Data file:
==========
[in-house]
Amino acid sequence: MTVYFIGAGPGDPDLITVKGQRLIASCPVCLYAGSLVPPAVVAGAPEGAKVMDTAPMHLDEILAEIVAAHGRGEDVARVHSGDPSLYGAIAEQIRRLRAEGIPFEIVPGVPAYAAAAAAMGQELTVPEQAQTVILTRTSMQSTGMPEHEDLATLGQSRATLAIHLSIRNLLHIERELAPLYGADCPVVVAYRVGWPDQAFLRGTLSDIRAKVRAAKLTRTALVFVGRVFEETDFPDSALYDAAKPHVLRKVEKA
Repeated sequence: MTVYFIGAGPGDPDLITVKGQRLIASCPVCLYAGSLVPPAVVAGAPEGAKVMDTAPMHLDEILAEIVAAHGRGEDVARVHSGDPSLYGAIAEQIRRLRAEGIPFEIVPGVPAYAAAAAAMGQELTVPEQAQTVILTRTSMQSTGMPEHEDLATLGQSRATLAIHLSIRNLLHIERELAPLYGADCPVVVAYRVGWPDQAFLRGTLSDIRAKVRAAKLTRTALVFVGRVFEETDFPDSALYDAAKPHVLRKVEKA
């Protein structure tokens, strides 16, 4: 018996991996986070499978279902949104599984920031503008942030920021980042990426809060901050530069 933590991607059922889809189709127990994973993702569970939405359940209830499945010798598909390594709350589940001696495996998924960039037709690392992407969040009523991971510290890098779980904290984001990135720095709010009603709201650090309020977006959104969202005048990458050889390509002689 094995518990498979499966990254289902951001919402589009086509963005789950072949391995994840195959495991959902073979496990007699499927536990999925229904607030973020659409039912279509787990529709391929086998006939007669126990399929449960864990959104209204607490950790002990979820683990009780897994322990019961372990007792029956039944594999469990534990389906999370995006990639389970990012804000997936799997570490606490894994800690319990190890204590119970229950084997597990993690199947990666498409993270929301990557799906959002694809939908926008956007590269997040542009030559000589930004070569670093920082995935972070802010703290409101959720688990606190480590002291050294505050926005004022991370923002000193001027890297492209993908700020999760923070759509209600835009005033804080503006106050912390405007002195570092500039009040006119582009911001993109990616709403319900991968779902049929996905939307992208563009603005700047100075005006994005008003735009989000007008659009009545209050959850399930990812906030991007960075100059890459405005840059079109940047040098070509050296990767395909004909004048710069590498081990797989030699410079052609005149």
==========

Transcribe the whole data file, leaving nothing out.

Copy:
[in-house]
Amino acid sequence: MTVYFIGAGPGDPDLITVKGQRLIASCPVCLYAGSLVPPAVVAGAPEGAKVMDTAPMHLDEILAEIVAAHGRGEDVARVHSGDPSLYGAIAEQIRRLRAEGIPFEIVPGVPAYAAAAAAMGQELTVPEQAQTVILTRTSMQSTGMPEHEDLATLGQSRATLAIHLSIRNLLHIERELAPLYGADCPVVVAYRVGWPDQAFLRGTLSDIRAKVRAAKLTRTALVFVGRVFEETDFPDSALYDAAKPHVLRKVEKA
Repeated sequence: MTVYFIGAGPGDPDLITVKGQRLIASCPVCLYAGSLVPPAVVAGAPEGAKVMDTAPMHLDEILAEIVAAHGRGEDVARVHSGDPSLYGAIAEQIRRLRAEGIPFEIVPGVPAYAAAAAAMGQELTVPEQAQTVILTRTSMQSTGMPEHEDLATLGQSRATLAIHLSIRNLLHIERELAPLYGADCPVVVAYRVGWPDQAFLRGTLSDIRAKVRAAKLTRTALVFVGRVFEETDFPDSALYDAAKPHVLRKVEKA
């Protein structure tokens, strides 16, 4: 018996991996986070499978279902949104599984920031503008942030920021980042990426809060901050530069 933590991607059922889809189709127990994973993702569970939405359940209830499945010798598909390594709350589940001696495996998924960039037709690392992407969040009523991971510290890098779980904290984001990135720095709010009603709201650090309020977006959104969202005048990458050889390509002689 094995518990498979499966990254289902951001919402589009086509963005789950072949391995994840195959495991959902073979496990007699499927536990999925229904607030973020659409039912279509787990529709391929086998006939007669126990399929449960864990959104209204607490950790002990979820683990009780897994322990019961372990007792029956039944594999469990534990389906999370995006990639389970990012804000997936799997570490606490894994800690319990190890204590119970229950084997597990993690199947990666498409993270929301990557799906959002694809939908926008956007590269997040542009030559000589930004070569670093920082995935972070802010703290409101959720688990606190480590002291050294505050926005004022991370923002000193001027890297492209993908700020999760923070759509209600835009005033804080503006106050912390405007002195570092500039009040006119582009911001993109990616709403319900991968779902049929996905939307992208563009603005700047100075005006994005008003735009989000007008659009009545209050959850399930990812906030991007960075100059890459405005840059079109940047040098070509050296990767395909004909004048710069590498081990797989030699410079052609005149």